Scottish Water saves £2m in year with predictive technology

UK News | Published:

It is estimated the innovative programme, being used at 110 sites across Scotland, will save the utility firm £4.1m by 2021.

New technology predicting where and when water bursts are likely to happen saved Scottish Water £2 million last year.

By looking at the cause and effect of previous bursts and their locations, as well as customers contacting the utility firm in the event of a burst, the system works out where future incidents might occur.

A special team has been monitoring transients – short-lived pressure waves – in the network caused by shocks and gathered historical data to improve results.

Scott Young, the leakage delivery team leader based in Edinburgh, hopes the work can continue across the UK, with Scottish Water currently the country’s only utility using such technology.

He said: “This work was critical as it led us to a real understanding of how the network operates.

“We can see where transients occur, how they travel through the network, what speed they travel at.

“This knowledge puts us at the leading edge of the water industry. We have already started sharing our findings across the UK, with others looking to replicate what Scottish Water is doing.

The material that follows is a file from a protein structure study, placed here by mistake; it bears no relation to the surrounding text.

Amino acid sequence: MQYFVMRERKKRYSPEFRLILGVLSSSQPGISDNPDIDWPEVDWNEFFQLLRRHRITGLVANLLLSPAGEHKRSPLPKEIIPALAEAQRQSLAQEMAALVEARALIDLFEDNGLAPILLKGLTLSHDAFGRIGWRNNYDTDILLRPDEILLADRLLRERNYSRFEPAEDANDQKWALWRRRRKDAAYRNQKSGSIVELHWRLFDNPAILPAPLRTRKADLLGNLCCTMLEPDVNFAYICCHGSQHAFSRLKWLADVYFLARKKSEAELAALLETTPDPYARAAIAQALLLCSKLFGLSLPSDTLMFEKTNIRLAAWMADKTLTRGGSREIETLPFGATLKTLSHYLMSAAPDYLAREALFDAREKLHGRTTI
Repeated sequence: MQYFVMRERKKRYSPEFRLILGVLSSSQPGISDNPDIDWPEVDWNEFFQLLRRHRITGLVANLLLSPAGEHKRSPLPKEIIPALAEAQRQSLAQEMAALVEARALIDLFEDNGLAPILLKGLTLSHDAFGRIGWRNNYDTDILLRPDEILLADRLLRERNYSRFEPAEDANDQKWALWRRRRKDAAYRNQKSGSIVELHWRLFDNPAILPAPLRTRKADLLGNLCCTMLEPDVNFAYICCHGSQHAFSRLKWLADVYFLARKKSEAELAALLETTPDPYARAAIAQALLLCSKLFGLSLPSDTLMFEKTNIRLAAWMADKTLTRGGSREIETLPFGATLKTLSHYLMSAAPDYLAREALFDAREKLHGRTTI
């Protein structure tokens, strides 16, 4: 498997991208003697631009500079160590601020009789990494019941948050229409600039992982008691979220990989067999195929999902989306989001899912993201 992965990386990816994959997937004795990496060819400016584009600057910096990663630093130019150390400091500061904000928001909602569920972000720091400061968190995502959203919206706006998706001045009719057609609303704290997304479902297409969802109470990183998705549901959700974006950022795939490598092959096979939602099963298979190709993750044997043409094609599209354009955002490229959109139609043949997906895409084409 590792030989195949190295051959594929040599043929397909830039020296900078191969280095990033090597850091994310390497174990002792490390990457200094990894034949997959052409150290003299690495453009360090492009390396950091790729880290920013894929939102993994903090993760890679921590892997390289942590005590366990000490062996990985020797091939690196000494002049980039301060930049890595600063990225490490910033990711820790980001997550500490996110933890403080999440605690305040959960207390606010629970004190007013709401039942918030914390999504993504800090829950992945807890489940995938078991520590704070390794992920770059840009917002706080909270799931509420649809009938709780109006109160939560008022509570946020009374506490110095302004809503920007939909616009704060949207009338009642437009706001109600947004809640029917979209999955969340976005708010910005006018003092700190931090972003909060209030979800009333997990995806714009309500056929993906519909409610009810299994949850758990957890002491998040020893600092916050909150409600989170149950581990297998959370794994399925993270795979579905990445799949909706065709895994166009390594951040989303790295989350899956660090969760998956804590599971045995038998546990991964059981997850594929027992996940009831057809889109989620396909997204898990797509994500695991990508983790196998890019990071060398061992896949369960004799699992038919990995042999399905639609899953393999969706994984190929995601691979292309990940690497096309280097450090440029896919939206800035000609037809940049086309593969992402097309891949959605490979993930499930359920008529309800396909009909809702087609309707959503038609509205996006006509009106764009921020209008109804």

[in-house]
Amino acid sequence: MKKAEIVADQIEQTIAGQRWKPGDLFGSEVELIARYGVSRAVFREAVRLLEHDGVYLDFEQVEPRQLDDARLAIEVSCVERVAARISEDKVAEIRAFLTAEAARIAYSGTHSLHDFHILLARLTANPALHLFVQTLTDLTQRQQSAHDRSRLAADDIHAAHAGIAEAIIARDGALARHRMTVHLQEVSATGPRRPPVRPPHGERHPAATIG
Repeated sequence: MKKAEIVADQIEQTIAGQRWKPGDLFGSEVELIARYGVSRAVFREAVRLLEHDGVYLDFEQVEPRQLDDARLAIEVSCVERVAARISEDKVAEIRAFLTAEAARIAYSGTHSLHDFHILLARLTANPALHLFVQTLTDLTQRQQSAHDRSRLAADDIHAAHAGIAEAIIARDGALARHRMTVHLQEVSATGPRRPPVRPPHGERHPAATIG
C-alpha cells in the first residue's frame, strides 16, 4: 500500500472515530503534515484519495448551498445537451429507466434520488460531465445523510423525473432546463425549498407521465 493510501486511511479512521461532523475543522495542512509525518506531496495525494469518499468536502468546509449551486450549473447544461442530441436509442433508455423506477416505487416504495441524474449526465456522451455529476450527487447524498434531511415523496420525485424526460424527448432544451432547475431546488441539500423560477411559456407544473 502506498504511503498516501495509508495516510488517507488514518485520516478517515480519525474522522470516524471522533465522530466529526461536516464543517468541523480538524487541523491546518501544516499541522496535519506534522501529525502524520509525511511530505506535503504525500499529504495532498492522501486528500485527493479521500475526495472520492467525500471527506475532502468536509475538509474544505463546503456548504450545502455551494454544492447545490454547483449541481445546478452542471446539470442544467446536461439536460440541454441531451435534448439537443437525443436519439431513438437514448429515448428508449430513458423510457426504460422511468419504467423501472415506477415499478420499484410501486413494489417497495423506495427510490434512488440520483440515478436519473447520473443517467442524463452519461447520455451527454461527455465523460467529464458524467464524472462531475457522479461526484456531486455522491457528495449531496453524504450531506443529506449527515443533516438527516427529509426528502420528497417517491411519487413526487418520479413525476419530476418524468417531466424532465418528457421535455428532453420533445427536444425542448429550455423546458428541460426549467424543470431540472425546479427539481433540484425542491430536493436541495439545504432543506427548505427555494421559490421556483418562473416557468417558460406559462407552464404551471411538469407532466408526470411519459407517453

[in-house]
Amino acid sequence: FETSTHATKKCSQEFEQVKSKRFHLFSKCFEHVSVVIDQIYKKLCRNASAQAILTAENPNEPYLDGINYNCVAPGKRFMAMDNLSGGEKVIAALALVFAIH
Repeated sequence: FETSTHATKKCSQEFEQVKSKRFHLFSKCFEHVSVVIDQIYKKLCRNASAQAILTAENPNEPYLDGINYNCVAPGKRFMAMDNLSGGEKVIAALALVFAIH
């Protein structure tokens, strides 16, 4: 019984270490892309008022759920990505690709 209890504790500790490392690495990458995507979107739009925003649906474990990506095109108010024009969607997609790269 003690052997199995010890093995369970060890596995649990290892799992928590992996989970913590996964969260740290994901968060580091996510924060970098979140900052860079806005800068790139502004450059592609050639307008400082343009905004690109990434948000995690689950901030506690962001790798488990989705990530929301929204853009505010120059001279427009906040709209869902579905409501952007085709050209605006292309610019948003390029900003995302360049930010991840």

“It could also affect how we could approach things like investment in the future.”

He added: “In the past, with frequently occurring bursts, we might have replaced the pipes.

“But if we’re not shocking the network, they won’t be under the same pressure and may not even need to be replaced.”

The technology is being used at 110 sites across Scotland with an average reduction of 81% in each area.


Each burst costs £1,400 and with more than 2,500 prevented so far, there has been an initial £2 million saving.

It is estimated the technology could save Scottish Water £4.1 million by 2021.

Scottish Water
Scott Young, right, helps investigate a potential leakage (Scottish Water/PA)

“That lets us rule out one cause of bursts and get to the true reasons for them if they occur in these areas.

“There are lots of opportunities for Scottish Water to explore.”

He added: “This was very much a labour of love and being involved in the five years from start to finish was fascinating.

“To see how this developed from an idea to a pioneering tool which has transformed how we deal with potential bursts – saving time, money and energy – has been incredible.

“It is great our customers are benefiting from this- as bursts can cause a lot of inconvenience.”

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